The trip is the culmination of two months of intense training and the most arduous yet of the school's celebrated, year-long outdoor education program.
Despite the early hour, the excitement among the 11 boys and three girls is infectious. Michael Shaw is so keyed up he talked the night away with his younger sister Kathryn. She tried to get him to go to bed but he just kept talking.
They are close, these healthy, strong, accomplished 15-year-olds. Many have grown up together.
Michael and his best pal Taylor Carcasole are there, in one of two vans that will take everyone to Rogers Pass. The two are inseparable. Teachers know them as "mischief." Taylor is the "mis," and Michael the "chief."
Ben Albert sees Scott Broshko and Jeff Trickett. They are three parts of a group of four talented teens known as the "Fearsome Foursome."
Scott has been talking about the expedition almost nonstop since training began. Outdoor trips are his passion. For his birthday, he asked for a sleeping bag.
The night before, Daniel Arato bombarded his older brother Thomas with excited questions about what to take.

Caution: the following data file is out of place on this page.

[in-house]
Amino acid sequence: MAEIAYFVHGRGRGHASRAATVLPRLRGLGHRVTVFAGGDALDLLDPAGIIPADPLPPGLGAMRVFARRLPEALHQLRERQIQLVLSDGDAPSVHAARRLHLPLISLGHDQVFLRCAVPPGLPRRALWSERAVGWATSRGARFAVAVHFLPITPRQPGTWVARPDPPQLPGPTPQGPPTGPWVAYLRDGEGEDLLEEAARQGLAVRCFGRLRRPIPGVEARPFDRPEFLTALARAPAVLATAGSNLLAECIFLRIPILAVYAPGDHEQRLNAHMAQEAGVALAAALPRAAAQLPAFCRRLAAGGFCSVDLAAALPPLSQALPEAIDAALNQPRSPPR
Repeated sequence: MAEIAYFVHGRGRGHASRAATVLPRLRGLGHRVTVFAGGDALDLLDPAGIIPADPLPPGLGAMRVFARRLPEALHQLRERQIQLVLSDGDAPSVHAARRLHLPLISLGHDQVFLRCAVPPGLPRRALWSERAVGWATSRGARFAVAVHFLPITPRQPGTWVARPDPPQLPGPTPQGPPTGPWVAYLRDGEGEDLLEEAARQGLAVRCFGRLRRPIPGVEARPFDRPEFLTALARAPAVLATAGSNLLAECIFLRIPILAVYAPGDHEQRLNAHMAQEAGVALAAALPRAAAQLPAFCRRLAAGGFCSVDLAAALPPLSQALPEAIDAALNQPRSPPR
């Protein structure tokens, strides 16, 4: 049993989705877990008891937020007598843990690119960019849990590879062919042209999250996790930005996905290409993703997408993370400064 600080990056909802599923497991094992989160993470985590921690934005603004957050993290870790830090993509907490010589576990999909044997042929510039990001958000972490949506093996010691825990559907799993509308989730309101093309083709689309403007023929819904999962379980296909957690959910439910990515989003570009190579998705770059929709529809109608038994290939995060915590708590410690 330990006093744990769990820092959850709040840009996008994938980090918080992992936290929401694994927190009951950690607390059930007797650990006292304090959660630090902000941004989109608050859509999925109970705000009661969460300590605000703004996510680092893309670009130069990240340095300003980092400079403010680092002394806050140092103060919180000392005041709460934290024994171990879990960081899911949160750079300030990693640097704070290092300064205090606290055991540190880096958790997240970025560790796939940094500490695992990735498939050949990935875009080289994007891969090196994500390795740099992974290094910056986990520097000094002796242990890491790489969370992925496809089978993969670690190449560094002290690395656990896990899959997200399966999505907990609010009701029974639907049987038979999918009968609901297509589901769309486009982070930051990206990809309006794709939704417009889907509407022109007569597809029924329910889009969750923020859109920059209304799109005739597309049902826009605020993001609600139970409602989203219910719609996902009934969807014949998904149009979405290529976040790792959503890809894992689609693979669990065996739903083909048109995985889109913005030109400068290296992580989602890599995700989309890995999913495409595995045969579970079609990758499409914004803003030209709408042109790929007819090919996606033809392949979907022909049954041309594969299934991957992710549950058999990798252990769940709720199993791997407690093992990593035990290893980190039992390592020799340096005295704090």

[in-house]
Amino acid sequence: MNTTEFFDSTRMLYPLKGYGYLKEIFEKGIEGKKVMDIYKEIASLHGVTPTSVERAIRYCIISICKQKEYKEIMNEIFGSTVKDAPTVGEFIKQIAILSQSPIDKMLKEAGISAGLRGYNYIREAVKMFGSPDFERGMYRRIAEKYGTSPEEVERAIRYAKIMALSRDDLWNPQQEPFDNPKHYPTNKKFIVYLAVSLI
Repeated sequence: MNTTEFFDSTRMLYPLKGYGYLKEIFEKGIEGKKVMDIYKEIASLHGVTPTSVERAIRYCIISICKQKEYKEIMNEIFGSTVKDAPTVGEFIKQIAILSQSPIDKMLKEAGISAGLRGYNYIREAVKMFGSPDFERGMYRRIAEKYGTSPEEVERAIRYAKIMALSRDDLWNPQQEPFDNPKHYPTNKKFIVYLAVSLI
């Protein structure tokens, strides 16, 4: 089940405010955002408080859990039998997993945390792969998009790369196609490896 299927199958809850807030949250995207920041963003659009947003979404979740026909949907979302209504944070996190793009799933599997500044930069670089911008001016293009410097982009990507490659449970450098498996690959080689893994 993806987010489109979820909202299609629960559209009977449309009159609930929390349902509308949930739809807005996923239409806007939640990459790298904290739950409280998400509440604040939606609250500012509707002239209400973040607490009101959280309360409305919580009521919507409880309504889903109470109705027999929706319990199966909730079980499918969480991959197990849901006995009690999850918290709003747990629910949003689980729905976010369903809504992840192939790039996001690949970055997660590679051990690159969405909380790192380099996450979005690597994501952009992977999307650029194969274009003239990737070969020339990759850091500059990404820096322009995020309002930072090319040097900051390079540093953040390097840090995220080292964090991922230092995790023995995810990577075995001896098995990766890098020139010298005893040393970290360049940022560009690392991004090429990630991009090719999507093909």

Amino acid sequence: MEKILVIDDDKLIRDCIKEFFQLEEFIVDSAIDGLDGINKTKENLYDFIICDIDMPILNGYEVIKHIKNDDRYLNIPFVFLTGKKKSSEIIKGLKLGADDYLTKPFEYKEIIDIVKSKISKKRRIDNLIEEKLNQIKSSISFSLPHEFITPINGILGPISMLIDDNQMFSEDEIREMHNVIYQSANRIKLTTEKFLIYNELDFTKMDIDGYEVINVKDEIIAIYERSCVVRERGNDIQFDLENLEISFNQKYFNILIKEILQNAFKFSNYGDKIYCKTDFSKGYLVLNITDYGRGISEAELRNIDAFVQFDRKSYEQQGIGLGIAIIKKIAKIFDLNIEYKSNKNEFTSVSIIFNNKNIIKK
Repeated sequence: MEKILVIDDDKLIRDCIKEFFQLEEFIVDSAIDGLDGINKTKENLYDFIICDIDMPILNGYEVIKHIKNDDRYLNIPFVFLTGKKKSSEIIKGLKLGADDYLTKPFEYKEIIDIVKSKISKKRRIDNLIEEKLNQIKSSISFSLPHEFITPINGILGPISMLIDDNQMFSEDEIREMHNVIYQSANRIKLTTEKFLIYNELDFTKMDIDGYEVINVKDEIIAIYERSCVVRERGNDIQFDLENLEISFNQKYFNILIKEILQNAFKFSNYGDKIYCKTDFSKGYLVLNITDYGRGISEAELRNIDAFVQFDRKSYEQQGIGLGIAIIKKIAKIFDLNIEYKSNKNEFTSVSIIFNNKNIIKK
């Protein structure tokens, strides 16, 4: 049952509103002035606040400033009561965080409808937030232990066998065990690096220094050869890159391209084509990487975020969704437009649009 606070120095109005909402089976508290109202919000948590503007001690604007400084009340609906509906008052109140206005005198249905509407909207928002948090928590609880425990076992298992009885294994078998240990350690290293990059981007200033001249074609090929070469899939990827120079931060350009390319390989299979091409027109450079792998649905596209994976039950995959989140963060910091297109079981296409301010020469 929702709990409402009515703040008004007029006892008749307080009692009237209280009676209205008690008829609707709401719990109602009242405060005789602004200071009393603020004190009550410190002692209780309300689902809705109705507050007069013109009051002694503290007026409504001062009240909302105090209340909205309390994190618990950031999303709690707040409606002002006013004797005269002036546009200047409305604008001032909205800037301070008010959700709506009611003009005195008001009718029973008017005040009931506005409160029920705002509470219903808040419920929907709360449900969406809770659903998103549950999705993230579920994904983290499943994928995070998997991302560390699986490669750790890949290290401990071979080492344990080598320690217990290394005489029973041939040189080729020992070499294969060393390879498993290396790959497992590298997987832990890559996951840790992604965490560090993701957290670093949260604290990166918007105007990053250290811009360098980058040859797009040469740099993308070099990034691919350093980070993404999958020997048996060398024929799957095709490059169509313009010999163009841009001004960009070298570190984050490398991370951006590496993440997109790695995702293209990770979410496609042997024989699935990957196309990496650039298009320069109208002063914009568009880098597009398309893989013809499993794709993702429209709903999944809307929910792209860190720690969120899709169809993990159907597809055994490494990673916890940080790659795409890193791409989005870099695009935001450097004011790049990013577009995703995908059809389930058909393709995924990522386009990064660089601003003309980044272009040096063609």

His father had left a day earlier for his own ski trip. The two exchanged kisses and hugs. Mr. Arato told his son to keep his head in the game and do what he's told. As the two parted, Daniel told his dad: "I love you."
The leader of the expedition is teacher Andrew Nicholson, a skilled and experienced skier, well-trained in avalanche awareness. He is so demanding in checking snow conditions that previous groups have dubbed him "Nazi Nick."
Parents have signed waivers protecting the school in the event of deaths or injuries, but Carol Neale is worried. She can't stop thinking about an avalanche less than two weeks before that killed seven experienced backcountry skiers just 40 kilometres away from where Ben and his classmates are headed.